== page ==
In the past, NASA tracked time on board its spacecraft using what it calls a "two-way" method in which ground-based antenna measures how long a ping takes to reach the craft and how far it has to go. But now, thanks to the deployment of a brand-new atomic clock on board the Surrey Orbital Test Bed spacecraft, the space agency will be able to tell time in the heavens more accurately than ever before.
That's because the clock uses "one-way" tracking in which the measurements are taken on board "and processed with a spacecraft-based navigation system to determine the path and whether any maneuvers are needed to stay on course," NASA wrote today. This is big. "This will be a key advance for safely navigating future human exploration of the solar system by providing astronauts with their position and velocity when they need it," NASA wrote. "It will lighten the load on the antennas in NASA's Deep Space Network, allowing more spacecraft to be tracked with a single antenna."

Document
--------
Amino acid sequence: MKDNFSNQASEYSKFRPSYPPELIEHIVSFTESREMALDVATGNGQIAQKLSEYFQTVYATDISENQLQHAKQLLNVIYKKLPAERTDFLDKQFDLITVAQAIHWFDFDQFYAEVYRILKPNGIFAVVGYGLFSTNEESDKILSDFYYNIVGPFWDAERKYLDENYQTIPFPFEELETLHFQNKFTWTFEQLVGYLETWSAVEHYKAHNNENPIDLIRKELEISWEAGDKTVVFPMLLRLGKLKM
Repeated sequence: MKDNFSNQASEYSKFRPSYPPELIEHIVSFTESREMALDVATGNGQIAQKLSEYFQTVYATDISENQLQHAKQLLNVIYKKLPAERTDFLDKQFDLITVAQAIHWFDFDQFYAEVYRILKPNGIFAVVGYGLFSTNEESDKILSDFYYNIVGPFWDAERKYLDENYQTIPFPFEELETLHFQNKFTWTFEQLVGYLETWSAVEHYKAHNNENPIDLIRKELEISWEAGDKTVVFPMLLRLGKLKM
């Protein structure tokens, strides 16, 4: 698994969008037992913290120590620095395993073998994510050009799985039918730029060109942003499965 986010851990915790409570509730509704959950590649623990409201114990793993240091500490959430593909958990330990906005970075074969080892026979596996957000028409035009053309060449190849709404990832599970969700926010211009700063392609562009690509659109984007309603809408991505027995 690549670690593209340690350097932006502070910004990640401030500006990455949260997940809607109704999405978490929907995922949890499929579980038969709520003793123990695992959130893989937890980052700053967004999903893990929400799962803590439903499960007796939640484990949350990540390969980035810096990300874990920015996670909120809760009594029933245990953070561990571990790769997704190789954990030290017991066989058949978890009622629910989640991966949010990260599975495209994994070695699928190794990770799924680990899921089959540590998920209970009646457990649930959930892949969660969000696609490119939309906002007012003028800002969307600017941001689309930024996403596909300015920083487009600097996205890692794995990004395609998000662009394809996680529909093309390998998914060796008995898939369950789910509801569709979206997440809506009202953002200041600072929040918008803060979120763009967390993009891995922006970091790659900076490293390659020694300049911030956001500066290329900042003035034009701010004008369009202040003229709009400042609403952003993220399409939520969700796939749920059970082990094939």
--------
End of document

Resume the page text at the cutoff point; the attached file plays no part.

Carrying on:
Photo: Surrey Satellite Technology DT